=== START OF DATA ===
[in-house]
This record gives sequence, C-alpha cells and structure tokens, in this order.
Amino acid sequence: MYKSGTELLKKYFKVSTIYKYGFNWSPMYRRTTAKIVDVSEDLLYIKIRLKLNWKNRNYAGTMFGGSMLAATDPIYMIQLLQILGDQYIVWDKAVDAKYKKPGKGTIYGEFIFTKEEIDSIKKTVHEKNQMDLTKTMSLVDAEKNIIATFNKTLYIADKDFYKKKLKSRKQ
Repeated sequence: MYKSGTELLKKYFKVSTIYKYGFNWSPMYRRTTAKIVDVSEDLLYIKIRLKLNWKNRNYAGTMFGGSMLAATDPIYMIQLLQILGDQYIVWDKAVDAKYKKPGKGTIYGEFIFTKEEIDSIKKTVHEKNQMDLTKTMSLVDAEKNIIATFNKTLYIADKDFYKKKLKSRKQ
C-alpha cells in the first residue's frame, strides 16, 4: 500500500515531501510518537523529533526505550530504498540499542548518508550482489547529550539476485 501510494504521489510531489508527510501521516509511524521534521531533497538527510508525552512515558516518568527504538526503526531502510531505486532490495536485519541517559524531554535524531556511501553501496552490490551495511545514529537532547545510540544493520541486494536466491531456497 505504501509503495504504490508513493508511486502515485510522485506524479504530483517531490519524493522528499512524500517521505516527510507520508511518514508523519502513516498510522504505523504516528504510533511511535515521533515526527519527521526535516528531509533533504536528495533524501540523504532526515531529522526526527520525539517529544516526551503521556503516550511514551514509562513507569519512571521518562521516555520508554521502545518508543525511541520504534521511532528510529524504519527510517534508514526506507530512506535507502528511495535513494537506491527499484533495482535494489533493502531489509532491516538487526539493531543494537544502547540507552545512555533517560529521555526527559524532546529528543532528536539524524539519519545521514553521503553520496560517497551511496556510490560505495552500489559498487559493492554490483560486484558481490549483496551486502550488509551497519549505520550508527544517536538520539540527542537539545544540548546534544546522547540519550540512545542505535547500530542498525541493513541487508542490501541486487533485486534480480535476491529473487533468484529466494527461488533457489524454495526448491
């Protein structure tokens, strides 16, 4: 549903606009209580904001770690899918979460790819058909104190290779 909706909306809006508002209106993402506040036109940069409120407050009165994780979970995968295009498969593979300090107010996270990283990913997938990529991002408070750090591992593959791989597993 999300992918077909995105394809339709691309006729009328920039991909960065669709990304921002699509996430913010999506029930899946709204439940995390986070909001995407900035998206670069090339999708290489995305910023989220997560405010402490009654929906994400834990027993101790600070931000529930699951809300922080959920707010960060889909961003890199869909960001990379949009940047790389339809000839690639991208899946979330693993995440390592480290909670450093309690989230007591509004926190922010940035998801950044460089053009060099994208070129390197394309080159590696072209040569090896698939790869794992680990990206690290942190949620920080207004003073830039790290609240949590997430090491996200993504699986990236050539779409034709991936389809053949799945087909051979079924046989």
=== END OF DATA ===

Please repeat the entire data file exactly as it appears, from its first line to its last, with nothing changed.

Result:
[in-house]
This record gives sequence, C-alpha cells and structure tokens, in this order.
Amino acid sequence: MYKSGTELLKKYFKVSTIYKYGFNWSPMYRRTTAKIVDVSEDLLYIKIRLKLNWKNRNYAGTMFGGSMLAATDPIYMIQLLQILGDQYIVWDKAVDAKYKKPGKGTIYGEFIFTKEEIDSIKKTVHEKNQMDLTKTMSLVDAEKNIIATFNKTLYIADKDFYKKKLKSRKQ
Repeated sequence: MYKSGTELLKKYFKVSTIYKYGFNWSPMYRRTTAKIVDVSEDLLYIKIRLKLNWKNRNYAGTMFGGSMLAATDPIYMIQLLQILGDQYIVWDKAVDAKYKKPGKGTIYGEFIFTKEEIDSIKKTVHEKNQMDLTKTMSLVDAEKNIIATFNKTLYIADKDFYKKKLKSRKQ
C-alpha cells in the first residue's frame, strides 16, 4: 500500500515531501510518537523529533526505550530504498540499542548518508550482489547529550539476485 501510494504521489510531489508527510501521516509511524521534521531533497538527510508525552512515558516518568527504538526503526531502510531505486532490495536485519541517559524531554535524531556511501553501496552490490551495511545514529537532547545510540544493520541486494536466491531456497 505504501509503495504504490508513493508511486502515485510522485506524479504530483517531490519524493522528499512524500517521505516527510507520508511518514508523519502513516498510522504505523504516528504510533511511535515521533515526527519527521526535516528531509533533504536528495533524501540523504532526515531529522526526527520525539517529544516526551503521556503516550511514551514509562513507569519512571521518562521516555520508554521502545518508543525511541520504534521511532528510529524504519527510517534508514526506507530512506535507502528511495535513494537506491527499484533495482535494489533493502531489509532491516538487526539493531543494537544502547540507552545512555533517560529521555526527559524532546529528543532528536539524524539519519545521514553521503553520496560517497551511496556510490560505495552500489559498487559493492554490483560486484558481490549483496551486502550488509551497519549505520550508527544517536538520539540527542537539545544540548546534544546522547540519550540512545542505535547500530542498525541493513541487508542490501541486487533485486534480480535476491529473487533468484529466494527461488533457489524454495526448491
């Protein structure tokens, strides 16, 4: 549903606009209580904001770690899918979460790819058909104190290779 909706909306809006508002209106993402506040036109940069409120407050009165994780979970995968295009498969593979300090107010996270990283990913997938990529991002408070750090591992593959791989597993 999300992918077909995105394809339709691309006729009328920039991909960065669709990304921002699509996430913010999506029930899946709204439940995390986070909001995407900035998206670069090339999708290489995305910023989220997560405010402490009654929906994400834990027993101790600070931000529930699951809300922080959920707010960060889909961003890199869909960001990379949009940047790389339809000839690639991208899946979330693993995440390592480290909670450093309690989230007591509004926190922010940035998801950044460089053009060099994208070129390197394309080159590696072209040569090896698939790869794992680990990206690290942190949620920080207004003073830039790290609240949590997430090491996200993504699986990236050539779409034709991936389809053949799945087909051979079924046989």